Performance of the rapidly extracted auditory evoked potentials index to detect the recovery and loss of wakefulness in anesthetized and paralyzed patients
Article first published online: 10 APR 2003
Acta Anaesthesiologica Scandinavica
Volume 47, Issue 4, pages 466–471, April 2003
How to Cite
Ge, S. J., Zhuang, X. L., Wang, Y. T., Wang, Z. D., Chen, S. L. and Li, H. T. (2003), Performance of the rapidly extracted auditory evoked potentials index to detect the recovery and loss of wakefulness in anesthetized and paralyzed patients. Acta Anaesthesiologica Scandinavica, 47: 466–471. doi: 10.1034/j.1399-6576.2003.00090.x
- Issue published online: 10 APR 2003
- Article first published online: 10 APR 2003
- Accepted for publication 21 November 2002
- ARX index;
- auditory evoked potential;
- depth of anesthesia;
- general anesthesia;
- isolated forearm technique;
Background: The rapidly extracted auditory evoked potentials index (A-lineTM ARX Index or AAI) has been proposed as a method to measure the depth of anesthesia. A prospective study was designed to assess the performance of AAI to detect the recovery and loss of wakefulness in anesthetized and paralyzed patients.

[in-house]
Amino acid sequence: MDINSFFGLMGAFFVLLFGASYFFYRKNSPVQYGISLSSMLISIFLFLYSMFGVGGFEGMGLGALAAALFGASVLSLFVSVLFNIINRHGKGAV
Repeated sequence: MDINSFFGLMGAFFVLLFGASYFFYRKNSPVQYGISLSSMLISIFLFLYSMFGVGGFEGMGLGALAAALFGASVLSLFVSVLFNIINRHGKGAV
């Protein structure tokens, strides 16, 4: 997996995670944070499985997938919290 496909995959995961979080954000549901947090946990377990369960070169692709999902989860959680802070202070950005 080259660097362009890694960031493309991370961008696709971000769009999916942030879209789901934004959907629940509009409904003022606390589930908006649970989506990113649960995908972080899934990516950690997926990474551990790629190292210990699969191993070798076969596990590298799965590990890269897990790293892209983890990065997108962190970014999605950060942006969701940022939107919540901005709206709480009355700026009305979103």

Methods: Fourteen adult patients undergoing elective surgery were anesthetized with propofol 1.5 mg kg−1, vecuronium 0.1 mg kg−1 and further propofol 1.0 mg kg−1. Wakefulness was measured by the ability of the patient to respond to command using the isolated forearm technique (IFT). After the patient responded, propofol was infused at 10 mg kg−1 · h−1 until wakefulness (responsiveness) was lost. The AAI was recorded continuously throughout the study and analyzed off-line.
Results: The AAI showed a significant difference between the values registered during, 30 s before and 30 s after the recovery, and also between 30 s before and 30 s after the loss of wakefulness. The prediction probability (Pk) values for AAI were 0.786 and 0.864 during the transitions from unresponsiveness to responsiveness and from responsiveness to unresponsiveness. The area under the receiver operating characteristic curve for the responsive and unresponsive values was 0.926 (SE 0.002, 95% CI 0.922–0.931), and the AAI values of approximately 5%, 50% and 95% predicted probability of wakefulness were 19, 29 and 39, respectively.
Conclusion: The AAI may be a good predictor of recovery and loss of wakefulness for anesthetized and paralyzed patients.